Ladies and gentlemen, I hope sufficient reasons have been given for devoting surplus wealth to the founding of the Library....

Mr. Mayor, before closing let me say one word to you, as representing the City of Pittsburgh. The city grows apace. This site, you remember, seemed to many as not central. To-day it is certainly not too far east for the centre of the Greater Pittsburgh which already appears upon the horizon. The plan made for branch libraries may soon be inadequate and require further attention. Already we have an important library at Braddock, which ranks with that of Allegheny City. Its work is so valuable that a commission recently appointed to report upon institutions connected with vast industrial works has given it first place, a result for which we are chiefly indebted to Mr. and Mrs. Gayley. For some years a surplus has been desired that I might be able to give a similar library to Homestead, which is to be my next use of wealth. Applause. I hope to be able to go forward with that work the coming year. We intend to follow that with a similar library for Duquesne Applause, and hope also to be able to provide a library for a community which has been so partial as to adopt our name, much to the surprise of Mrs. Carnegie and myself Applause, but I will not deny also, much to our satisfaction; for we should rather stand well with our fellow-citizens in and around Pittsburgh than receive the plaudits of all the world besides. Great applause.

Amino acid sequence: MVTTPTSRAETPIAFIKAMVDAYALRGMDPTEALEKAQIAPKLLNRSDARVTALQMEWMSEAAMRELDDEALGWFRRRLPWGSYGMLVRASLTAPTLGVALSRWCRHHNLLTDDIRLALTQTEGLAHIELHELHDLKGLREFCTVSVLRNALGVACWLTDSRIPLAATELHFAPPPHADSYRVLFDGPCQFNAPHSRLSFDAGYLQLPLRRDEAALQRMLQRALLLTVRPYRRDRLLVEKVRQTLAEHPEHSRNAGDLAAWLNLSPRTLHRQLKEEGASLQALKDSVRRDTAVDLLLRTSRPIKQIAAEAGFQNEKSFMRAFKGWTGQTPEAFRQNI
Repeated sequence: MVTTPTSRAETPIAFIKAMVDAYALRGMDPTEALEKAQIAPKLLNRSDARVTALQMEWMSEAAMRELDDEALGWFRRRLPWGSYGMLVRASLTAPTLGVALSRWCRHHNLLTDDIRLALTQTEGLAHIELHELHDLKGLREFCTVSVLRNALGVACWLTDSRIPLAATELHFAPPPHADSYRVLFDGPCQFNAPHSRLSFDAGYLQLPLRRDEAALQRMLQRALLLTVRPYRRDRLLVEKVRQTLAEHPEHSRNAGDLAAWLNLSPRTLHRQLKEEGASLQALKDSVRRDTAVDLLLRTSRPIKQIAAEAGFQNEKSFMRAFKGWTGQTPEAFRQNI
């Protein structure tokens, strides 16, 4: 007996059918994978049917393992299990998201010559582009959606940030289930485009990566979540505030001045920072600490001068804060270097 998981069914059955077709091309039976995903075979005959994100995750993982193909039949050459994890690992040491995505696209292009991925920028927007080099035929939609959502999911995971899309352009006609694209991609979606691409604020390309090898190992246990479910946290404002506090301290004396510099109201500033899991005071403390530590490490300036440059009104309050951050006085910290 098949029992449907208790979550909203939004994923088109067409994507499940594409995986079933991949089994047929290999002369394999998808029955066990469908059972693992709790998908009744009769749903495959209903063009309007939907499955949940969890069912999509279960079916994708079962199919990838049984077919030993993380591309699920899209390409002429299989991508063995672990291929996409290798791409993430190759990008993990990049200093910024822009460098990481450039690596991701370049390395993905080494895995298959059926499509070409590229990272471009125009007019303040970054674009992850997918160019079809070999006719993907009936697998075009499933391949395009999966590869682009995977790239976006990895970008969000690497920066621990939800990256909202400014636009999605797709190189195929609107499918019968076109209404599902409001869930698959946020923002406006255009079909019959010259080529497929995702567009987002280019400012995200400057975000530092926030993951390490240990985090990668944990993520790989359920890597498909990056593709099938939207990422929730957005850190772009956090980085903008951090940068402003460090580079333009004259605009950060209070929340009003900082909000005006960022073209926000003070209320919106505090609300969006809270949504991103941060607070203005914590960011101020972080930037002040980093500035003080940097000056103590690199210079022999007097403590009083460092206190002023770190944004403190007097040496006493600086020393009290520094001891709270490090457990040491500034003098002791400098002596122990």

By the time the Greater Pittsburgh comes we shall thus have several libraries, which it may perhaps be thought best to incorporate with the general library system of Pittsburgh. Such other districts as may need branch libraries we ardently hope we may be able to supply, for to provide free libraries for all the people of Pittsburgh is a field which we would fain make our own, as chief part of our life work. Great applause. Although thus desirous to preempt the library field, it will not be inferred that we see no other proper use for surplus wealth - a list of which we shall be most happy to supply to any enquiring millionaire upon application. Great laughter and applause. I have dropped into the plural, for there is one always with me to prompt, encourage, suggest, discuss, and criticise; whose heart is as keenly in this work as my own, preferring it to any other as the best possible use of surplus wealth, and without whose wise and zealous co-operation I often feel little useful work could be done. Prolonged and enthusiastic applause, which was received by Mrs. Carnegie with a very happy smile.